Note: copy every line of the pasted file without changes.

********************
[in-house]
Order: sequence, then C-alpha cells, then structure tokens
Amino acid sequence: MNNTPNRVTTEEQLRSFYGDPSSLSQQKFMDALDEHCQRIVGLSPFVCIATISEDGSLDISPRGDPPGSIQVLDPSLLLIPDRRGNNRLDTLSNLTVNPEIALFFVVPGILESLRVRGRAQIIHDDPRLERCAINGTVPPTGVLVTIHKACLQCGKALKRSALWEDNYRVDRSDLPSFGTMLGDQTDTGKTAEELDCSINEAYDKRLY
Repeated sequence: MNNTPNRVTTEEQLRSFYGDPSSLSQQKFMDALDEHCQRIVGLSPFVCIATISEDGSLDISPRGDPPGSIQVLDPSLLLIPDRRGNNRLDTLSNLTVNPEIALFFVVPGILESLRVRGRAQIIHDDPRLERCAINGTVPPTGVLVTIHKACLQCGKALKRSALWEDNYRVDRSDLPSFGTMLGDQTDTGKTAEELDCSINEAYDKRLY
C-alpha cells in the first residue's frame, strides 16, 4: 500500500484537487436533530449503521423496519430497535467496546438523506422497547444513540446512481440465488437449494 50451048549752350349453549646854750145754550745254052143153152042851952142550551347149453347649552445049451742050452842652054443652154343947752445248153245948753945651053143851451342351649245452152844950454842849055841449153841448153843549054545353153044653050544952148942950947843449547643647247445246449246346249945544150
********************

[in-house]
Order: sequence, then C-alpha cells, then structure tokens
Amino acid sequence: MNNTPNRVTTEEQLRSFYGDPSSLSQQKFMDALDEHCQRIVGLSPFVCIATISEDGSLDISPRGDPPGSIQVLDPSLLLIPDRRGNNRLDTLSNLTVNPEIALFFVVPGILESLRVRGRAQIIHDDPRLERCAINGTVPPTGVLVTIHKACLQCGKALKRSALWEDNYRVDRSDLPSFGTMLGDQTDTGKTAEELDCSINEAYDKRLY
Repeated sequence: MNNTPNRVTTEEQLRSFYGDPSSLSQQKFMDALDEHCQRIVGLSPFVCIATISEDGSLDISPRGDPPGSIQVLDPSLLLIPDRRGNNRLDTLSNLTVNPEIALFFVVPGILESLRVRGRAQIIHDDPRLERCAINGTVPPTGVLVTIHKACLQCGKALKRSALWEDNYRVDRSDLPSFGTMLGDQTDTGKTAEELDCSINEAYDKRLY
C-alpha cells in the first residue's frame, strides 16, 4: 500500500484537487436533530449503521423496519430497535467496546438523506422497547444513540446512481440465488437449494 50451048549752350349453549646854750145754550745254052143153152042851952142550551347149453347649552445049451742050452842652054443652154343947752445248153245948753945651053143851451342351649245452152844950454842849055841449153841448153843549054545353153044653050544952148942950947843449547643647247445246449246346249945544150